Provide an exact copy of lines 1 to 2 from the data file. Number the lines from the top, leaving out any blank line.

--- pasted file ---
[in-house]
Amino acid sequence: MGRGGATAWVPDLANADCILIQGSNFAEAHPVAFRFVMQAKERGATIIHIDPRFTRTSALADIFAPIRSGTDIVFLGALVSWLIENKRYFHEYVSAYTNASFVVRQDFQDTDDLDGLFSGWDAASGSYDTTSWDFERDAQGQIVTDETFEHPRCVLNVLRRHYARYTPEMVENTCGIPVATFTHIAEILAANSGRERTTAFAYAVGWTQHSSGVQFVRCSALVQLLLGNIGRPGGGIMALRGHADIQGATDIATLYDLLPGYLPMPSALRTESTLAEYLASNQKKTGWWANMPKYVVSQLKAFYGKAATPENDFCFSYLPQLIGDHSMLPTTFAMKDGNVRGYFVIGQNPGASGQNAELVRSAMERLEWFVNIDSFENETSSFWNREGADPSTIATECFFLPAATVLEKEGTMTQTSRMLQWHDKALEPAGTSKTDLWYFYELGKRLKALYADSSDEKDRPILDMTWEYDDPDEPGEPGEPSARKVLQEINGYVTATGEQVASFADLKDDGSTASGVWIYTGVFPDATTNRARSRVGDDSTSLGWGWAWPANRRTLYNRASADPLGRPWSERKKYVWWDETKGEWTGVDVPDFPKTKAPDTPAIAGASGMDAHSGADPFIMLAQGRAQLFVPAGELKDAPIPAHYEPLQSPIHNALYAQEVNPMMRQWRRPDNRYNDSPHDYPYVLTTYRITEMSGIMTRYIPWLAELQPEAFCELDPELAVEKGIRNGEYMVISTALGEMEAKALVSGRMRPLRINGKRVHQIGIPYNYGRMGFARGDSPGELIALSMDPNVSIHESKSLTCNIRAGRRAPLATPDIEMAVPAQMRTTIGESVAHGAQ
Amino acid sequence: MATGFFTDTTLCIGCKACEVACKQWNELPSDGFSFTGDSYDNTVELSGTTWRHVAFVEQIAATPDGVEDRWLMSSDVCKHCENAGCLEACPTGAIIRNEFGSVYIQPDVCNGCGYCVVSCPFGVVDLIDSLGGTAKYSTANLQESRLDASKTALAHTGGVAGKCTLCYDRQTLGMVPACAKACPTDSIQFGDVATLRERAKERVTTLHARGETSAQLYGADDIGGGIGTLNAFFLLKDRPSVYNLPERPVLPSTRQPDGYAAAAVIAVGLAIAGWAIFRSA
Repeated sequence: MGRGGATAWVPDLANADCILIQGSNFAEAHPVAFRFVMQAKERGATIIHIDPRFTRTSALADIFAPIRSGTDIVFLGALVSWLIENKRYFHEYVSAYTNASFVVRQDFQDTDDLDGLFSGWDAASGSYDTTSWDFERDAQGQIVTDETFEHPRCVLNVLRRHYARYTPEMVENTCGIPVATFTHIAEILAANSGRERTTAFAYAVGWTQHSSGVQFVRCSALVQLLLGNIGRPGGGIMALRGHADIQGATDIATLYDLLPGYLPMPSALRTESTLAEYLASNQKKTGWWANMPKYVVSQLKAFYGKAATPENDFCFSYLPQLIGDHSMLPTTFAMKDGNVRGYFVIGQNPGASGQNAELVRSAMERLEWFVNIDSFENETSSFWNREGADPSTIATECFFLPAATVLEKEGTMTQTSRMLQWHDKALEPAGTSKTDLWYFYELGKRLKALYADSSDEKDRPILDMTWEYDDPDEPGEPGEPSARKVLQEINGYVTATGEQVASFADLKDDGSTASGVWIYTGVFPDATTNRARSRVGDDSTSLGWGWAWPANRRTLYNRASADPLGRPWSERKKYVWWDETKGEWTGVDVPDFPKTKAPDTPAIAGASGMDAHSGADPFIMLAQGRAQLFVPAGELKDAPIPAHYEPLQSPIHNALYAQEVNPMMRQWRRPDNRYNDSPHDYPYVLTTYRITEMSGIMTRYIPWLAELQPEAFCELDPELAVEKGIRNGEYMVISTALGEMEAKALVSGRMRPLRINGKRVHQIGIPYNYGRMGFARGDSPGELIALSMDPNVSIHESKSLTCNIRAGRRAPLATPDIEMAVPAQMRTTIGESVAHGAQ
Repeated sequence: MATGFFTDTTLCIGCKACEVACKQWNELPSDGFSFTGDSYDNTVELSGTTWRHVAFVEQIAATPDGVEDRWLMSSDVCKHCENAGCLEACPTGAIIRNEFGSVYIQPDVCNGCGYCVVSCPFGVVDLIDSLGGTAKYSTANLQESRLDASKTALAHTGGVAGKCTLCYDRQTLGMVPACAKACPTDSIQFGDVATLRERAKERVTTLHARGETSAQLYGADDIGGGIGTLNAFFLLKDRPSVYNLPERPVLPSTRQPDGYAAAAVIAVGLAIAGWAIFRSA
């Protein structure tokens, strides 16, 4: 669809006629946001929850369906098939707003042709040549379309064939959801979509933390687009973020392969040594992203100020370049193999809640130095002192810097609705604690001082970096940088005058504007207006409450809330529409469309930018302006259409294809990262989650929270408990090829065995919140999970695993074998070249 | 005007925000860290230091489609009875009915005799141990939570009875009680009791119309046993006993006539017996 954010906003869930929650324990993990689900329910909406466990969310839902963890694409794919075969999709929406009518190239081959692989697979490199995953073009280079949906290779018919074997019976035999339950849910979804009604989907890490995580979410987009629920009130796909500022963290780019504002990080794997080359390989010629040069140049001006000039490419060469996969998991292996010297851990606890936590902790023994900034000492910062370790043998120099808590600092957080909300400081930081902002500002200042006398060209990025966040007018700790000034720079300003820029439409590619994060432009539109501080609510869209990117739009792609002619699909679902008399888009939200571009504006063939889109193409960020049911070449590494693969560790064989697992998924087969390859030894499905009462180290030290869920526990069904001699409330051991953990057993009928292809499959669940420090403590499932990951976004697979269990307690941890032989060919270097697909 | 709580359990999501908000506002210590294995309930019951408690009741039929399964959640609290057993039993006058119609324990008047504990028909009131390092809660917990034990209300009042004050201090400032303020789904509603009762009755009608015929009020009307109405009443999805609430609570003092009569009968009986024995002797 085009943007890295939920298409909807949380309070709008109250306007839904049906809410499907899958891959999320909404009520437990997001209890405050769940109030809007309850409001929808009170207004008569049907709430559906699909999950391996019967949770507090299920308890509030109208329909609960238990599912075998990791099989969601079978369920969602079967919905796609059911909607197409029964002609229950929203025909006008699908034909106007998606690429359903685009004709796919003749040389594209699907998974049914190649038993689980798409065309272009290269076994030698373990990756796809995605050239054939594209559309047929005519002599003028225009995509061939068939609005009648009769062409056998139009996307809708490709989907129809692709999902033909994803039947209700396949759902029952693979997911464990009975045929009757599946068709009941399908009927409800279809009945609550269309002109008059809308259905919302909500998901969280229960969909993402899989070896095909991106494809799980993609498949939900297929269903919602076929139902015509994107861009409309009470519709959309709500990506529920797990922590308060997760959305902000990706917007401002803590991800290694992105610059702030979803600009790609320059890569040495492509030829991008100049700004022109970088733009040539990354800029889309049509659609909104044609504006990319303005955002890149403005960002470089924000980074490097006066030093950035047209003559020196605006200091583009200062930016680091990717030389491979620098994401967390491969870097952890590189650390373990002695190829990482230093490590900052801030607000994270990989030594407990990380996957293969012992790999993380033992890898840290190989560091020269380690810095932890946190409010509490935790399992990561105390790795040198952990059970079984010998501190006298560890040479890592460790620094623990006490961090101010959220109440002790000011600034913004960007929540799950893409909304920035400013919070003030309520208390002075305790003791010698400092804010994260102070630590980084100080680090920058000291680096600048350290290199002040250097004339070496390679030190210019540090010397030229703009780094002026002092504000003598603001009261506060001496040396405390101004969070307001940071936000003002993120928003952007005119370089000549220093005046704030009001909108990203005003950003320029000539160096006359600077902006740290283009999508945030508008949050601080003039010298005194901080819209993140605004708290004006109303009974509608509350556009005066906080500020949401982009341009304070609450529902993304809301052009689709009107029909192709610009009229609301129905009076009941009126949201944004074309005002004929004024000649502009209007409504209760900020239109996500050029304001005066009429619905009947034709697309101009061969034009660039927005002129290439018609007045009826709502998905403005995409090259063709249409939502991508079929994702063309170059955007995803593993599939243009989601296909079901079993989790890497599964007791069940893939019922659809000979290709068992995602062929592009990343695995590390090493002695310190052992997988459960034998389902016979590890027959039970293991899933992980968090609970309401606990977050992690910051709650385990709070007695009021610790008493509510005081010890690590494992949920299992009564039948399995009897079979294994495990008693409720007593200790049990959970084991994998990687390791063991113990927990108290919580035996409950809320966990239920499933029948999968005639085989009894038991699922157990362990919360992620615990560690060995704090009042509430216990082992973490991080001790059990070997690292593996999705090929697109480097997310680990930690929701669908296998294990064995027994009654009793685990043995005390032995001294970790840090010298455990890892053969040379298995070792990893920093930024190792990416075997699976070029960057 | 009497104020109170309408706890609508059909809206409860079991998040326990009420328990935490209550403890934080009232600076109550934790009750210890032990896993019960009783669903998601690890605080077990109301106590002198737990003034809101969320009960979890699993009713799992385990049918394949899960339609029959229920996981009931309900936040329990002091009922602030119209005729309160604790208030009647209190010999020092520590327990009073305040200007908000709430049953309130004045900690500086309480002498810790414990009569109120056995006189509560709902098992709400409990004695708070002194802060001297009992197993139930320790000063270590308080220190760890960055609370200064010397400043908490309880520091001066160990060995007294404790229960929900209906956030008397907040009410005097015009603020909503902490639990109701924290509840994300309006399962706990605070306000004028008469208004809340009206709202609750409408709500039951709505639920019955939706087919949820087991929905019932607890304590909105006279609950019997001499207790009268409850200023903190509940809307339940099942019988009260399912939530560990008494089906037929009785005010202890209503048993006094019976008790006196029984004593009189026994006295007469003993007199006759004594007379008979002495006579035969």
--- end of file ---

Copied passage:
[in-house]
Amino acid sequence: MGRGGATAWVPDLANADCILIQGSNFAEAHPVAFRFVMQAKERGATIIHIDPRFTRTSALADIFAPIRSGTDIVFLGALVSWLIENKRYFHEYVSAYTNASFVVRQDFQDTDDLDGLFSGWDAASGSYDTTSWDFERDAQGQIVTDETFEHPRCVLNVLRRHYARYTPEMVENTCGIPVATFTHIAEILAANSGRERTTAFAYAVGWTQHSSGVQFVRCSALVQLLLGNIGRPGGGIMALRGHADIQGATDIATLYDLLPGYLPMPSALRTESTLAEYLASNQKKTGWWANMPKYVVSQLKAFYGKAATPENDFCFSYLPQLIGDHSMLPTTFAMKDGNVRGYFVIGQNPGASGQNAELVRSAMERLEWFVNIDSFENETSSFWNREGADPSTIATECFFLPAATVLEKEGTMTQTSRMLQWHDKALEPAGTSKTDLWYFYELGKRLKALYADSSDEKDRPILDMTWEYDDPDEPGEPGEPSARKVLQEINGYVTATGEQVASFADLKDDGSTASGVWIYTGVFPDATTNRARSRVGDDSTSLGWGWAWPANRRTLYNRASADPLGRPWSERKKYVWWDETKGEWTGVDVPDFPKTKAPDTPAIAGASGMDAHSGADPFIMLAQGRAQLFVPAGELKDAPIPAHYEPLQSPIHNALYAQEVNPMMRQWRRPDNRYNDSPHDYPYVLTTYRITEMSGIMTRYIPWLAELQPEAFCELDPELAVEKGIRNGEYMVISTALGEMEAKALVSGRMRPLRINGKRVHQIGIPYNYGRMGFARGDSPGELIALSMDPNVSIHESKSLTCNIRAGRRAPLATPDIEMAVPAQMRTTIGESVAHGAQ